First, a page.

Euchaetes nancyae is superficially similar to other species of Euchaetes and Pygarctia that have predominantly white or grey-white wings, but can generally be distinguished by examination of the head and thoracic colour patterns alone, as illustrated in Figs 1–6. Euchaetes helena and Pygarctia flavidorsalis Barnes & McDunnough have yellow instead of pink scaling on the head. The most common look-alike species that is sympatric with E. nancyae is Pygarctia roseicapitis (Neumögen & Dyar), but E. nancyae differs most obviously from that species by the white (Figure 1) rather than pink (Figure 4) vertex of the head. Wing and thoracic colour of E. nancyae is also similar to those of E. castalla Barnes & McDunnough; however, E. castalla has less pink scaling along the posterior margin of the head that is interrupted medially with white; the pink scales are often not visible without magnification and give the prothoracic collar the appearance of being entirely white (Figure 3); females of E. castalla have a white abdominal tuft, whereas the tuft is absent in E. nancyae. The distributions of E. nancyae and E. castalla overlap in at least southeastern Arizona (e.g. California Gulch, Pima Co.), and may do so also in northern Mexico. Morphologically, the male uncus and vesica of E. nancyae is highly distinctive, particularly the setation of the lateral lobes and the structure of the dorsomedial lobe, as described below and illustrated in Figs 9, 10. Females differ from those of E. helena in the shape of the cervix bursae and the papillae anales (Figs 11, 12). Structurally, E. nancyae differs from all Pygarctia species by the lack of a foretibial spine and a shorter 2nd segment of the labial palpus, in addition to the genus traits given below in the Discussion.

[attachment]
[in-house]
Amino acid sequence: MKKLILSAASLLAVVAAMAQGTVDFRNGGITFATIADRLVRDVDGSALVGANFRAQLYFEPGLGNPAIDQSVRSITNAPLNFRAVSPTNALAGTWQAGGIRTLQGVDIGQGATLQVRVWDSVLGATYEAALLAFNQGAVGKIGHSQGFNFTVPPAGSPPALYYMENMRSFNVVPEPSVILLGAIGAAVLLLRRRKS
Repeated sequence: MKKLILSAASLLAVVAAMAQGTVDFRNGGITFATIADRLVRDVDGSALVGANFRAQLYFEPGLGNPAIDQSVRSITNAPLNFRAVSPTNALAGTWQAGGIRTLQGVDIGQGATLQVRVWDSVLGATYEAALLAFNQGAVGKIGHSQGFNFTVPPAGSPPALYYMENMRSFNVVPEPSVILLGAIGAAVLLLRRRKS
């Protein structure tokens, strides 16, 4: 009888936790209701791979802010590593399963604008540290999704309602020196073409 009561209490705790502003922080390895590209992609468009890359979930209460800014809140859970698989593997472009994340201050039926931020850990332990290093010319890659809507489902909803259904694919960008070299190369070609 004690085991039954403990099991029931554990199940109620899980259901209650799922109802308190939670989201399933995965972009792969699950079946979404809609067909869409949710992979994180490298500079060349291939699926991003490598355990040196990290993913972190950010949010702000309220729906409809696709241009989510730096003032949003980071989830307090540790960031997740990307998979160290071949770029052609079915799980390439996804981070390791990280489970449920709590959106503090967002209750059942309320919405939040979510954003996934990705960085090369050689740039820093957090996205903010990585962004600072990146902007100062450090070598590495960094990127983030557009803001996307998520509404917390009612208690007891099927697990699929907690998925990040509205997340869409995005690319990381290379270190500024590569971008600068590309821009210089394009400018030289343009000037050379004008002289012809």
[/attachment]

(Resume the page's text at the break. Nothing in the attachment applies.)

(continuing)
DNA barcode sequences of E. nancyae are more than 6% divergent from all other North American Euchaetes, in addition to several undescribed Mexican and Central American species. The two sequenced specimens of E. nancyae differ by 0.46%, forming a unique BIN (Barcode Index Number; Rathnasingham and Hebert 2013). The most similar species based on nearest-neighbour distance analysis is Euchaetes helena, differing by a minimum of 6.61%.